This perfumy, powdery ballet, always too brief, was tonight a showcase for Sara Mearns’ elegant, commanding technique. Tyler Angle is a reliable, attentive partner, in peak form and seasoned timing. Tschaikovsky's score builds in momentum and magic, and pianist, Susan Walters and the eight ensemble dancers, including the effervescent and energized Gretchen Smith, provided depth and delicious drama to this uncluttered, eye-catching work.


Swan Lake (1951): Music by Peter Ilyitch Tschaikovsky, Choreography by George Balanchine, after Lev Ivanov, Scenery and Costumes by Alain Vaes, Original Lighting by Ronald Bates, Lighting by Mark Stanley, Performed by Teresa Reichlen as Odette, Queen of the Swans, Russell Janzen as Prince Siegfried, Ashley Laracey as Lead for “Pas de Neuf”, Savannah Lowery as Lead for “Valse Bluette”, Cameron Dieck as Von Rotbart, a Sorcerer, and the Company as Swans and Hunters. Balanchine based this one-act ballet on Lev Ivanov’s Act II of “Swan Lake”, using segments of Tschaikovsky’s score for Acts II and IV, both lakeside scenes. (NYCB Notes).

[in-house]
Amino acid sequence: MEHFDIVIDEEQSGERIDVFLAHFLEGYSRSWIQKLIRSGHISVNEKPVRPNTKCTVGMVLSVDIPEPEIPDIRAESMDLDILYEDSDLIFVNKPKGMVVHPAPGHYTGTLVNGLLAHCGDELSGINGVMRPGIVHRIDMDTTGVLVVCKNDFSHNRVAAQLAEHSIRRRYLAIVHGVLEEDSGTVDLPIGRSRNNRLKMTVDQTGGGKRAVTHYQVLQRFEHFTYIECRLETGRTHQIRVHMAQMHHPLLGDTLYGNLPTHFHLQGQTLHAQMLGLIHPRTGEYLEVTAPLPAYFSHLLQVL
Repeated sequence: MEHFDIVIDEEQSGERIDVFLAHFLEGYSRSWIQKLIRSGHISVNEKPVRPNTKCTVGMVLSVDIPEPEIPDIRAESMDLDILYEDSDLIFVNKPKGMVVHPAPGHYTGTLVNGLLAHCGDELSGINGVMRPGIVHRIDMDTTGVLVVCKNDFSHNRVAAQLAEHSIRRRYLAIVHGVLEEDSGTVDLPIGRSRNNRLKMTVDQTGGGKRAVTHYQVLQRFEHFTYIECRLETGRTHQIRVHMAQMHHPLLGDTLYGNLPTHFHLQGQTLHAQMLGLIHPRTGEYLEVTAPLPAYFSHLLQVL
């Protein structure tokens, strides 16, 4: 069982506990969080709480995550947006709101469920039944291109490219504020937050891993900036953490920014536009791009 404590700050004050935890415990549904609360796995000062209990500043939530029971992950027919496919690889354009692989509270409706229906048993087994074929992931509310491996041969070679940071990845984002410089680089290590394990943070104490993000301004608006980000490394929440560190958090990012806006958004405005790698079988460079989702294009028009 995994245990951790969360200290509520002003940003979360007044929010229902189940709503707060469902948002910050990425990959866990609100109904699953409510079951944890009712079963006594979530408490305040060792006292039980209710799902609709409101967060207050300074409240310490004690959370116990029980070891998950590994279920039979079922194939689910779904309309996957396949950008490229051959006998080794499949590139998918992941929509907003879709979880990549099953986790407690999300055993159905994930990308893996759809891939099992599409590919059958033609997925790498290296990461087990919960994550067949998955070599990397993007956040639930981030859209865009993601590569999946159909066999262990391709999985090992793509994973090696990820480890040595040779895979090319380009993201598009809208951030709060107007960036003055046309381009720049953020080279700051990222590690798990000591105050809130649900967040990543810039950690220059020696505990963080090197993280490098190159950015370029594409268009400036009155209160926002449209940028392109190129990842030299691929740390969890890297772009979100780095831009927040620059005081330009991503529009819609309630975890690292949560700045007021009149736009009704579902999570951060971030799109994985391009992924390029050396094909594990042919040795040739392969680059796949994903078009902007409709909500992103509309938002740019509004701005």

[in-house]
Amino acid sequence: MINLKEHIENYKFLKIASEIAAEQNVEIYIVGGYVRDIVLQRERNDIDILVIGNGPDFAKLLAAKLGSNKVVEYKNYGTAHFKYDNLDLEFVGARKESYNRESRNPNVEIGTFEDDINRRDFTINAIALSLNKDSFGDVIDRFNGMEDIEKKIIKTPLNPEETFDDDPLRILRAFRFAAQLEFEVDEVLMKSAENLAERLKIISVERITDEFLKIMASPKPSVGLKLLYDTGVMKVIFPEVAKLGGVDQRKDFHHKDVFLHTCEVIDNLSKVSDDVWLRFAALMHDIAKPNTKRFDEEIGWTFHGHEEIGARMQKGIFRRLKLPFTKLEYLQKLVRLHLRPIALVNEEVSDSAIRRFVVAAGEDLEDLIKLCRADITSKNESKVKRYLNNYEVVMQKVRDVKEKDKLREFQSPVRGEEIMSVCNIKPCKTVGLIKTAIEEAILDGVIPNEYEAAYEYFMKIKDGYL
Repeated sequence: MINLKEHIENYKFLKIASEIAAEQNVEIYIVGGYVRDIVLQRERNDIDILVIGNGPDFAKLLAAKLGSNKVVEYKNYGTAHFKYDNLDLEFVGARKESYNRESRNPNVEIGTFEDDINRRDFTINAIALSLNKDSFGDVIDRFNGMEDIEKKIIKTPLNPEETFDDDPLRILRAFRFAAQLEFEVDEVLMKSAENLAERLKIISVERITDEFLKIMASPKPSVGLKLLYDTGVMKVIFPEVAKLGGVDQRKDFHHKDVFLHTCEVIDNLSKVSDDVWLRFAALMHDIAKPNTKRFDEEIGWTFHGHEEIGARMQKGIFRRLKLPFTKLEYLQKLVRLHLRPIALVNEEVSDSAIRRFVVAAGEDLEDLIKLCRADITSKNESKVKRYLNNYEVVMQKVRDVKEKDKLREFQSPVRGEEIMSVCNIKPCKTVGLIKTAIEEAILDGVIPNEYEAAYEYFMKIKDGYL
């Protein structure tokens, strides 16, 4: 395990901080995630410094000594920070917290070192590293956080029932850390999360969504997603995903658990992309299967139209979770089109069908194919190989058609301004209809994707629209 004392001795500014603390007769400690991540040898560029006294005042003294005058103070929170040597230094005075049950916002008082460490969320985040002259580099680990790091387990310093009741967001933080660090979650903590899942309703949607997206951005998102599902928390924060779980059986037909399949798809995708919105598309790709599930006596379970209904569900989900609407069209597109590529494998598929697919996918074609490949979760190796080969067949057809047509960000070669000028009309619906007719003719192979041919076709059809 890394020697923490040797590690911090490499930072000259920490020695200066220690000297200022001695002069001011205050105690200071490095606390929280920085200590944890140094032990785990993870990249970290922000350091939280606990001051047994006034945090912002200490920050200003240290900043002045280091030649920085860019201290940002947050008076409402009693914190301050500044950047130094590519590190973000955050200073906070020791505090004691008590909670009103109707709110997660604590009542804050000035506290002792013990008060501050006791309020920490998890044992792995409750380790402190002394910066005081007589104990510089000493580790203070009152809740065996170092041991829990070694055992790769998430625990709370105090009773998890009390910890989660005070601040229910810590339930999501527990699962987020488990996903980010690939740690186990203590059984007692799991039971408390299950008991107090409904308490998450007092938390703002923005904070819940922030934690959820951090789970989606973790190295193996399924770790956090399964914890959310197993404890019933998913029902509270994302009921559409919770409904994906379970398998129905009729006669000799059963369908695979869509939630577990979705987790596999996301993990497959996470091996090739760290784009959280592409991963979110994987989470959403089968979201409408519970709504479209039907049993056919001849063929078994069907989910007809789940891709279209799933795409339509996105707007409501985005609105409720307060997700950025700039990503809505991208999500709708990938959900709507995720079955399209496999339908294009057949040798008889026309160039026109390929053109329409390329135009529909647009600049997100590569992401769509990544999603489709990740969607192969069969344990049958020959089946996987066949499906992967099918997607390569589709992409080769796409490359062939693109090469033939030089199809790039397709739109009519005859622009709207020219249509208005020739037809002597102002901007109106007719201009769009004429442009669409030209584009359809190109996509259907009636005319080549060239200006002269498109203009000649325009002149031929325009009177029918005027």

This one-act version of Swan Lake is gripping, and, to see the Corps in black swan costumes, on its own, is always a shock to the system for a Swan Lake devotee. Teresa Reichlen is one of City Ballet’s most stunning performers, and her stage presence, as the vulnerable and melodramatic Odette, offered opportunities for her long limbs and endless arms to draw us, and her Prince, into her space. Russell Janzen, as Siegfried, dances with elegance and stateliness. His partnering is flawless and his bearing regal. Physically, Mr. Janzen and Ms. Reichlen are well matched. Ashley Laracey and Savannah Lowery, as leads for “Pas de Neuf” and “Valse Bluette”, magnified the moments with grace and ardor. Cameron Dieck, as Von Rothbart, exuded demonic fervor, true to the role. The Corps was enchanting and engaging, and every phrase of this unique, one-act Swan Lake is always too fleeting. Kudos to George Balanchine.